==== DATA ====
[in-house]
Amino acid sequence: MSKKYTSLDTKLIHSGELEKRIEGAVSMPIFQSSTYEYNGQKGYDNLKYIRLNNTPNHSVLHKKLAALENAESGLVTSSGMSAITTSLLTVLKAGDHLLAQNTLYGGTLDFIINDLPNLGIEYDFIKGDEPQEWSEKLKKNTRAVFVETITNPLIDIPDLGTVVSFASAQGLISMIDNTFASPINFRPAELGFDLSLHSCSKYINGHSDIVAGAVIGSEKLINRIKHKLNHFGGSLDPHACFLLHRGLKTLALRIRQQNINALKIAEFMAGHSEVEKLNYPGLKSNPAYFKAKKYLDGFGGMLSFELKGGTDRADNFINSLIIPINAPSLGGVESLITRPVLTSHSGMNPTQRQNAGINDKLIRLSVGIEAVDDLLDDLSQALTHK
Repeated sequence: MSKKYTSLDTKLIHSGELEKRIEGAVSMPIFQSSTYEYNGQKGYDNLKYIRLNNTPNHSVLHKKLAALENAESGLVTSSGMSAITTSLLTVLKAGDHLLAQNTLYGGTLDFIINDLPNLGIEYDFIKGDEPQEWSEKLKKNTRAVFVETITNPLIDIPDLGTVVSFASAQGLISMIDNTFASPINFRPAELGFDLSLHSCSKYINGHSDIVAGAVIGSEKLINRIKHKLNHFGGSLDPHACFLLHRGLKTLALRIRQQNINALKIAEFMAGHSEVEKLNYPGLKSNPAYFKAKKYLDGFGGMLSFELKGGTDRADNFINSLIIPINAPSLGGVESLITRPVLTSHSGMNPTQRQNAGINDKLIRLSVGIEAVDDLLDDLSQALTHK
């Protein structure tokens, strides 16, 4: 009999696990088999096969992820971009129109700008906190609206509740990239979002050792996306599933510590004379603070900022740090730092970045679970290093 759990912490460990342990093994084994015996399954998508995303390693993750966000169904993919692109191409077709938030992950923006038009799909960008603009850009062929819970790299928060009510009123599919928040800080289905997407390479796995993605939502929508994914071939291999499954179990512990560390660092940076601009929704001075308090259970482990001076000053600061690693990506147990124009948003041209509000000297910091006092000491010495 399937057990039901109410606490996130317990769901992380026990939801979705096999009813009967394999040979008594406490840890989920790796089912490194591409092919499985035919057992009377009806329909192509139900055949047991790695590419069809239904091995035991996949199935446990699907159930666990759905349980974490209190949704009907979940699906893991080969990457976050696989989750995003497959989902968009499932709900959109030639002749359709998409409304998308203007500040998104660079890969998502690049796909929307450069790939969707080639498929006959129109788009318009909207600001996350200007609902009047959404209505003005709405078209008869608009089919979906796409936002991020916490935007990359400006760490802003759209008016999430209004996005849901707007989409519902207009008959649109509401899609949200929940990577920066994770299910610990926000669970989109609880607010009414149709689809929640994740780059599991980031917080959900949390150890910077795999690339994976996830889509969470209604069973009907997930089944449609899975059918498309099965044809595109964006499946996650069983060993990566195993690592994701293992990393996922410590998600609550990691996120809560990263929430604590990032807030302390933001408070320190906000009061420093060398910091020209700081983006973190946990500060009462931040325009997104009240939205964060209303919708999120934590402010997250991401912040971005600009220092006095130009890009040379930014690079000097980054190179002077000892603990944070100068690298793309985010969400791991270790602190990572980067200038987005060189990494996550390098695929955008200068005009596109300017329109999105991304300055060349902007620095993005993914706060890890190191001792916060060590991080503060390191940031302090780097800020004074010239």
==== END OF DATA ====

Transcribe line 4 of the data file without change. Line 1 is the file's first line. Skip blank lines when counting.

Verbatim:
């Protein structure tokens, strides 16, 4: 009999696990088999096969992820971009129109700008906190609206509740990239979002050792996306599933510590004379603070900022740090730092970045679970290093 759990912490460990342990093994084994015996399954998508995303390693993750966000169904993919692109191409077709938030992950923006038009799909960008603009850009062929819970790299928060009510009123599919928040800080289905997407390479796995993605939502929508994914071939291999499954179990512990560390660092940076601009929704001075308090259970482990001076000053600061690693990506147990124009948003041209509000000297910091006092000491010495 399937057990039901109410606490996130317990769901992380026990939801979705096999009813009967394999040979008594406490840890989920790796089912490194591409092919499985035919057992009377009806329909192509139900055949047991790695590419069809239904091995035991996949199935446990699907159930666990759905349980974490209190949704009907979940699906893991080969990457976050696989989750995003497959989902968009499932709900959109030639002749359709998409409304998308203007500040998104660079890969998502690049796909929307450069790939969707080639498929006959129109788009318009909207600001996350200007609902009047959404209505003005709405078209008869608009089919979906796409936002991020916490935007990359400006760490802003759209008016999430209004996005849901707007989409519902207009008959649109509401899609949200929940990577920066994770299910610990926000669970989109609880607010009414149709689809929640994740780059599991980031917080959900949390150890910077795999690339994976996830889509969470209604069973009907997930089944449609899975059918498309099965044809595109964006499946996650069983060993990566195993690592994701293992990393996922410590998600609550990691996120809560990263929430604590990032807030302390933001408070320190906000009061420093060398910091020209700081983006973190946990500060009462931040325009997104009240939205964060209303919708999120934590402010997250991401912040971005600009220092006095130009890009040379930014690079000097980054190179002077000892603990944070100068690298793309985010969400791991270790602190990572980067200038987005060189990494996550390098695929955008200068005009596109300017329109999105991304300055060349902007620095993005993914706060890890190191001792916060060590991080503060390191940031302090780097800020004074010239």